Remember: the more flammable the material is and/or the denser the pile of the material is, the greater is the opportunity for fire.

Contamination

Another source of fuel and oxidation in laundry is contaminants even if only as traces left in the fabric after laundering. Described as “unsaturated fats”, these originate from cleaning products, cooking oils, sweat, animal fats or mixtures of plant oils and mineral oils (such as would be used in gymnasiums and health clubs). If the laundering process is not sufficient to remove these contaminants from the fabric, the opportunity for oxidation and therefore fire from spontaneous ignition increases.

Moisture

We have mentioned moisture in the above paragraphs; this too can cause heat to be generated, adding to the heat from the drying and that from oxidation. This is “heat of wetting”. This is not normally a property of great interest to textile people. It is mentioned to students in their early years, usually about wool, to demonstrate how interesting textiles are. It is said by way of an example that Scottish gentry wear wool plaid and Harris Tweed etc because of the Scottish climate in the Glens. The wetness of the atmosphere causes an exothermic reaction in the wool which then keeps the wearer warm. Wool however is not the only fibre to exhibit this property (see the table below). Of course in a case like a closely bound stack of hot, moist laundry, unlike the Laird’s tweed jacket, this heat is contained and cannot escape as we have shown above and simply adds to the rising temperature inside the bundle

Heat of Wetting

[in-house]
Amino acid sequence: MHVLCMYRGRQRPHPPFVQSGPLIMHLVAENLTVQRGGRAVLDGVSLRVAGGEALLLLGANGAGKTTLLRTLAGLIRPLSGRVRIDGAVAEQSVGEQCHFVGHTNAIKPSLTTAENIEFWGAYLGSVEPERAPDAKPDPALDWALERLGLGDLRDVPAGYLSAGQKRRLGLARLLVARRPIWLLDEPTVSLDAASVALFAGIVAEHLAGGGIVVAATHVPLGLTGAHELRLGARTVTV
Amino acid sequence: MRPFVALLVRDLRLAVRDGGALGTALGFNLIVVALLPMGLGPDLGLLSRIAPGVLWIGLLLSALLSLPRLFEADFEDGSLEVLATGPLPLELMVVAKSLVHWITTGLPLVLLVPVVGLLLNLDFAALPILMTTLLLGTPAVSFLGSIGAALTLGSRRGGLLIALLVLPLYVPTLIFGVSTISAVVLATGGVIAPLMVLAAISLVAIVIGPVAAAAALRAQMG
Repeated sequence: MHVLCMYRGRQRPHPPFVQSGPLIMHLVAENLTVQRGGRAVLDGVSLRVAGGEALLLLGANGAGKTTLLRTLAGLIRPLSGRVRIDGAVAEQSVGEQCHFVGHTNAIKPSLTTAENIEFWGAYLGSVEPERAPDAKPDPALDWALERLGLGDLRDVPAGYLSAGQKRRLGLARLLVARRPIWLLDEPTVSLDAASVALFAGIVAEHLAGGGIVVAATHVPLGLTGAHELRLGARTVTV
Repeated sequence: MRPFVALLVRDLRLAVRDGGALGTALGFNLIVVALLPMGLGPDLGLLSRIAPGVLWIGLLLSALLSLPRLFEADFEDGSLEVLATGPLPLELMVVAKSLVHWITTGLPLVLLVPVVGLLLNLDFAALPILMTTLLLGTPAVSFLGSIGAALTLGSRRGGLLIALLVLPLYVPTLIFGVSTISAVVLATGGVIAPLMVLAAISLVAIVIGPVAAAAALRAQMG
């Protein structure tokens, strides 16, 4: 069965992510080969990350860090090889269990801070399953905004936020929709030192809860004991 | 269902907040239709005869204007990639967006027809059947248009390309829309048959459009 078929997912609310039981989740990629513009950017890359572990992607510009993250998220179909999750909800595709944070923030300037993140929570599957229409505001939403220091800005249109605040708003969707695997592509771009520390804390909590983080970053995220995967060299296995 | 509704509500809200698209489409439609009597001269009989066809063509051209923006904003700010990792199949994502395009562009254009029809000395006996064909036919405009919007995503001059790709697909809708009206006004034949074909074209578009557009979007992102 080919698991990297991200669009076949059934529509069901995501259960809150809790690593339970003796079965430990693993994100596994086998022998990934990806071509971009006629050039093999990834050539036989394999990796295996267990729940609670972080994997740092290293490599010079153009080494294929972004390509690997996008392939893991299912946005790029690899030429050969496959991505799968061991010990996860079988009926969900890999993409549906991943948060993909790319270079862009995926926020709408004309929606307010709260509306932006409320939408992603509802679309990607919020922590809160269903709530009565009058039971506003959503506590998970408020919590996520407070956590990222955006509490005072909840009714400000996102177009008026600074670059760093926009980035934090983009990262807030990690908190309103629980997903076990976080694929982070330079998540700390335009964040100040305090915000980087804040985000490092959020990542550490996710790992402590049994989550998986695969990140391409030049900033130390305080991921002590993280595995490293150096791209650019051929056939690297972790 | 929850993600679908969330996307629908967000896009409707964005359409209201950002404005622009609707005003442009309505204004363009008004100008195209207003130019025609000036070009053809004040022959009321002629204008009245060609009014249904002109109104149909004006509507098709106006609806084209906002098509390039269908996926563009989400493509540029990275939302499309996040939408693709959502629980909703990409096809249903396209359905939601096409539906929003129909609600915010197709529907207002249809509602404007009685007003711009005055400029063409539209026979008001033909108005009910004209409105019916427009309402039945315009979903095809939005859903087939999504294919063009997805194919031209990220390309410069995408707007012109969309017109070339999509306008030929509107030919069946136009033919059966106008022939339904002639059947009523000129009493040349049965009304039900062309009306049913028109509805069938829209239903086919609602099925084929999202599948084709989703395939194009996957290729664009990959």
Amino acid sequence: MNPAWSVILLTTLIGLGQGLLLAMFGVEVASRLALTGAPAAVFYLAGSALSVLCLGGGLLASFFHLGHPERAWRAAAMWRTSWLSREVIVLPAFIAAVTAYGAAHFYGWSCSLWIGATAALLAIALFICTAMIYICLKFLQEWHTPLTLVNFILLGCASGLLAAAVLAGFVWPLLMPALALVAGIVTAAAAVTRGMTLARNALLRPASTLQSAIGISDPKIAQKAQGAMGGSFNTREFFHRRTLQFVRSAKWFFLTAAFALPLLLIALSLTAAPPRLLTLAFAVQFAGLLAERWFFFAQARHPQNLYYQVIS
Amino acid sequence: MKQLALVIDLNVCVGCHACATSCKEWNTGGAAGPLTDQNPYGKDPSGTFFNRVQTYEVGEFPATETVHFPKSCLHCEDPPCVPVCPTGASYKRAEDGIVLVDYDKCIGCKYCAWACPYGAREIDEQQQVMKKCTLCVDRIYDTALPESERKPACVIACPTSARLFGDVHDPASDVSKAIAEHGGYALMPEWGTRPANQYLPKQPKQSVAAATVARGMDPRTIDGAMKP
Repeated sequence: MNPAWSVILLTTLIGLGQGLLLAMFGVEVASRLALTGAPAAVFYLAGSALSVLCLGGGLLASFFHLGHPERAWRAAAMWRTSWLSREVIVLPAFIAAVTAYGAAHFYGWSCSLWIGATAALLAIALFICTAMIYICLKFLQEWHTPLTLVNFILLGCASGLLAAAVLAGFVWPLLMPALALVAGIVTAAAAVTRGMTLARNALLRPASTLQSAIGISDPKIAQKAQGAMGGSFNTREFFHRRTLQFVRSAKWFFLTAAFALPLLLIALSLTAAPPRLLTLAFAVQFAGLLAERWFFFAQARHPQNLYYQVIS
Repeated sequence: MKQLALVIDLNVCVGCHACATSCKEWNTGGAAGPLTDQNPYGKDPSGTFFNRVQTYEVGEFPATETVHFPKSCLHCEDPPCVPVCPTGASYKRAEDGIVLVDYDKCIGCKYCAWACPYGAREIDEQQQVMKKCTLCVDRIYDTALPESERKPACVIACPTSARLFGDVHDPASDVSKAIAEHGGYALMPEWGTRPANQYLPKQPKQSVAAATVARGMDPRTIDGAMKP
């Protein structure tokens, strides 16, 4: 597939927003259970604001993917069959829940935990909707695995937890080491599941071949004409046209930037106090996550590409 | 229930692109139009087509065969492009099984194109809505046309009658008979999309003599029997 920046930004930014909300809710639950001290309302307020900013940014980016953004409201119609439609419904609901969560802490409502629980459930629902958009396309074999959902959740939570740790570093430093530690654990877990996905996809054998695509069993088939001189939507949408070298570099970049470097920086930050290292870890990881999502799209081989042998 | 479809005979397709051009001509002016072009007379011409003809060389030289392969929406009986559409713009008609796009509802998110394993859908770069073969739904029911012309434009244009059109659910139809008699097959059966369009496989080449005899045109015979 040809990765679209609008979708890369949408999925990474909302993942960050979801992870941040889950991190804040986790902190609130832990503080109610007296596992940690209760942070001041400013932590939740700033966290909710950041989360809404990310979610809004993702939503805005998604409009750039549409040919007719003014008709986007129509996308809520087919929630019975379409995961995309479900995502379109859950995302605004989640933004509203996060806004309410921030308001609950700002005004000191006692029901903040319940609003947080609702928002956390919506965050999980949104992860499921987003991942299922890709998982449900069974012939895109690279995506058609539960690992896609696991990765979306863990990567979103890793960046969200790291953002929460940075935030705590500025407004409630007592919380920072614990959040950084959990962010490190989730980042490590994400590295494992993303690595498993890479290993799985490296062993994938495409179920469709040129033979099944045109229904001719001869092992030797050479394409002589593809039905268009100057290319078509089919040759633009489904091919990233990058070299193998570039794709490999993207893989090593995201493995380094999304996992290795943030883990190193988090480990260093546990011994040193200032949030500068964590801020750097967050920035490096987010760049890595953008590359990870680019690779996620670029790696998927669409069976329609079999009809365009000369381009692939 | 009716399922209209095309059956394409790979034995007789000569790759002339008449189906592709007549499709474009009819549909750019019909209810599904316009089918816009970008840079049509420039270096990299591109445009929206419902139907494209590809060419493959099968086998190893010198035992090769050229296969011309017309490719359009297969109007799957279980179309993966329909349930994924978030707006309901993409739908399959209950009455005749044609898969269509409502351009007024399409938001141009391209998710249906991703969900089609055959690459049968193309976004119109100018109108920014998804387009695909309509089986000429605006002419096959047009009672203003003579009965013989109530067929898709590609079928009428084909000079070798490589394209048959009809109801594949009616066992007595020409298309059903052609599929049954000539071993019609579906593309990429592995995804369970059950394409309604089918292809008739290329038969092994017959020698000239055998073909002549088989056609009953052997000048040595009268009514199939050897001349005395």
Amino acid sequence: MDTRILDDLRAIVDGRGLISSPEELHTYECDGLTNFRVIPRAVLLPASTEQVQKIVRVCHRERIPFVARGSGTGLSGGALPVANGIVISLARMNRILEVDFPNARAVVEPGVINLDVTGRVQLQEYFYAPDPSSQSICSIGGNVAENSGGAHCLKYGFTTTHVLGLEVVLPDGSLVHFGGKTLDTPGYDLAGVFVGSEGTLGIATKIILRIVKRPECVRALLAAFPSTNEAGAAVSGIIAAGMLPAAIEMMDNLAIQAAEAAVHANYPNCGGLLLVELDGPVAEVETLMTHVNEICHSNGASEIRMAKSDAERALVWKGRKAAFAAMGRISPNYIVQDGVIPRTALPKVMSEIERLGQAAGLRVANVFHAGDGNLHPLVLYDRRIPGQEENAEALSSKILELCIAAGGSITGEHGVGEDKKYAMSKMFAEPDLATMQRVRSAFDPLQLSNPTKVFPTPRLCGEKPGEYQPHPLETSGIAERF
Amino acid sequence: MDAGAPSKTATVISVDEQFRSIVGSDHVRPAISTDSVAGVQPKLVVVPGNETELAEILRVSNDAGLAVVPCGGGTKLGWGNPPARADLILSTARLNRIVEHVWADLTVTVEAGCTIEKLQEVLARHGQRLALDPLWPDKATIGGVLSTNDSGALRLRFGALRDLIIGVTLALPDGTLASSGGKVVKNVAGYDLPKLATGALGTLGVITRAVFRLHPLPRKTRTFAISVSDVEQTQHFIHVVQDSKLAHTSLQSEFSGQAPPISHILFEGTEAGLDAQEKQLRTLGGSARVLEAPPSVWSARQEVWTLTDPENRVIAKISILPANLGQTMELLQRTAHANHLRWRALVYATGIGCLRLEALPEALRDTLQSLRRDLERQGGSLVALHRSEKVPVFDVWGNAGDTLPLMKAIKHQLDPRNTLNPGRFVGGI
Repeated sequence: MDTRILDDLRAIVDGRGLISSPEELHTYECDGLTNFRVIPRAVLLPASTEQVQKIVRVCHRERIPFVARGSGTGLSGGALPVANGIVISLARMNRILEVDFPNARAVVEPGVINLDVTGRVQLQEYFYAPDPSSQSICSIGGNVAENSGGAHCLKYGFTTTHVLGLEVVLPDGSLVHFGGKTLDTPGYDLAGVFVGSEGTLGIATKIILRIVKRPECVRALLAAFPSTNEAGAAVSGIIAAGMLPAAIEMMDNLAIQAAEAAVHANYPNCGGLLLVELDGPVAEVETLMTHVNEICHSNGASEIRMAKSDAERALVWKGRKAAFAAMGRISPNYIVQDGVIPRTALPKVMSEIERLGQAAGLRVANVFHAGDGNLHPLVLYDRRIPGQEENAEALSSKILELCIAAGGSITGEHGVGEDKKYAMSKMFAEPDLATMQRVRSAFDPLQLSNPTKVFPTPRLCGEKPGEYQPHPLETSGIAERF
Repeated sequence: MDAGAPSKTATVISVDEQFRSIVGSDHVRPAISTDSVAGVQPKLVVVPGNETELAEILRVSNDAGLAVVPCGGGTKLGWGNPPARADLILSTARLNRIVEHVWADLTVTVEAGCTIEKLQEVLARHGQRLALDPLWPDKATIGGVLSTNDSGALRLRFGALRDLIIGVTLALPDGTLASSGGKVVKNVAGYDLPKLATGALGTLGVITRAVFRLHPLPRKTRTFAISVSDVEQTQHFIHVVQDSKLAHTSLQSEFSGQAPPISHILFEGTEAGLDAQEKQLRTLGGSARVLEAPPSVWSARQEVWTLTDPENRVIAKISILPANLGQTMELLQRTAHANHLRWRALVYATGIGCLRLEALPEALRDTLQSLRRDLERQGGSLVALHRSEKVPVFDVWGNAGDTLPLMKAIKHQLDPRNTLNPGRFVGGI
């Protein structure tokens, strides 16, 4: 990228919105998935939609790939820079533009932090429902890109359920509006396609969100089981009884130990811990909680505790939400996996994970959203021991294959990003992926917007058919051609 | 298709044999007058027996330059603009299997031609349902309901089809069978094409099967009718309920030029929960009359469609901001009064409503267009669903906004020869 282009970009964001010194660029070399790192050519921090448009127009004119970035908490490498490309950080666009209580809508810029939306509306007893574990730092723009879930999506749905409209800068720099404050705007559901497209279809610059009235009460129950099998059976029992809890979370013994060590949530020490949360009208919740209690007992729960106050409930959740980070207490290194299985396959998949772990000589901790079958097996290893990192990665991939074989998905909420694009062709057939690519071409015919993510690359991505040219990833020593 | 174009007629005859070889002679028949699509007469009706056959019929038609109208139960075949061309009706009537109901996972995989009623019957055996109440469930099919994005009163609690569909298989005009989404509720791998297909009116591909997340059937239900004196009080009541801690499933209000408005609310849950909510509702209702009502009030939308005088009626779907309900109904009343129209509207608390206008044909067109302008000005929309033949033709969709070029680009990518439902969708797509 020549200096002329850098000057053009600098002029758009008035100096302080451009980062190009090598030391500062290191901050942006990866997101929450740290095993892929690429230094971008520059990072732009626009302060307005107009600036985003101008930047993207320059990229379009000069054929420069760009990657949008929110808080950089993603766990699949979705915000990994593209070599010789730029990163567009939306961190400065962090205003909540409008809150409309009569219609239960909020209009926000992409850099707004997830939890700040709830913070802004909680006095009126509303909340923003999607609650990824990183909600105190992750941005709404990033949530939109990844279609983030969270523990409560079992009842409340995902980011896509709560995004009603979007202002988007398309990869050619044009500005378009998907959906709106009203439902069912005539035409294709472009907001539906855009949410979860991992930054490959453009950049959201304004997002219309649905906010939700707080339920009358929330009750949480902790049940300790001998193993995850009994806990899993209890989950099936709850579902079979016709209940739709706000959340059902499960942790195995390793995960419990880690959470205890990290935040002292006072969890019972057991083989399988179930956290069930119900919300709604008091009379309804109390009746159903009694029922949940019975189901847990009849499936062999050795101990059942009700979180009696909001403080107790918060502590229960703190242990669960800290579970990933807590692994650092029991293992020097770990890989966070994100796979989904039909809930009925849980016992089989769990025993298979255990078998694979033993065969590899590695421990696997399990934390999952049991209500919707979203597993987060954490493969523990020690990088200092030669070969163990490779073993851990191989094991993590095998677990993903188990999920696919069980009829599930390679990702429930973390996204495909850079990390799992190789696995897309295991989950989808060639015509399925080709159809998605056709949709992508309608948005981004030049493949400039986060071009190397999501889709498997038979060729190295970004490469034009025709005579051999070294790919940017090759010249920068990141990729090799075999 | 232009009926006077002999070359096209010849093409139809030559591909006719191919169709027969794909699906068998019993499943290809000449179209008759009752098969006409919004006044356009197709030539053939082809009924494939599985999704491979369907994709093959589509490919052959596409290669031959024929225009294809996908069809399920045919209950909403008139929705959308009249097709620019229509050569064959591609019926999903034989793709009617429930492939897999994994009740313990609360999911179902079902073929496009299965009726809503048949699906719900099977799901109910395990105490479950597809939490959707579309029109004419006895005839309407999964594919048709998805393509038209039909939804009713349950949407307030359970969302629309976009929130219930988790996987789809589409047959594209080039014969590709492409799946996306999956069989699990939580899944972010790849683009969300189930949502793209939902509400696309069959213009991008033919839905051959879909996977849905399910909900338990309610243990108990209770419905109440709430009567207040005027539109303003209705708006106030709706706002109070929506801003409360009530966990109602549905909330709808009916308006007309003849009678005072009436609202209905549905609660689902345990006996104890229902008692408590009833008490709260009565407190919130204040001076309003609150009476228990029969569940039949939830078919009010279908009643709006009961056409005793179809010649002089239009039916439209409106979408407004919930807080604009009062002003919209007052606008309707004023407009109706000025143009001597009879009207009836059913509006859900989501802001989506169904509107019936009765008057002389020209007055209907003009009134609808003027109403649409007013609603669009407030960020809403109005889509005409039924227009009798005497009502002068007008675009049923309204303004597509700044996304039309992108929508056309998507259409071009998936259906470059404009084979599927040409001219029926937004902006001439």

Fibre

Heat of wetting (joules/g)

Cotton

46

Viscose

106

Wool

113

Nylon

31

Polyester

5

Heat Sources in the Laundry that contribute to spontaneous ignition

1.    Heat from the dryer.

2.    Heat trapped in the items after drying and piled in carts or stacks without sufficient cool-down.

3.    Heat from external sources when stored in a constantly warm place as in a sunny area or airing cupboard thereby adding to heat contained in them from the drying process.

4.    Heat from the oxidation reaction.

5.    Heat of wetting

If the hot moist bundle is stored in a plastic basket, plastic bag or as with some commercial laundries, a plastic wheeled bin, the risk of fire is increased simply because the plastic e.g. polyethylene, is not only an insulator reducing air circulation, but may have a low “auto ignition temperature” itself making this a primary cause of initial ignition!

What to do to avoid fires in or around the dryer

1.    Ensure the dryer is well maintained and the exhausted air is not restricted in any way.

2.    Ensure there is no build up of lint in filters and ducting. Clean them regularly.

3.    Always allow the dryer to go through its “cool down” cycle fully before unloading the machine.

4.    Allow the laundry to air and cool properly before storage.

5.    Never store warm laundry in drawers, cupboards or airing cupboards until they are cool.

6.    Don’t leave warm laundry unattended in piles or stacks and especially not in plastic containers.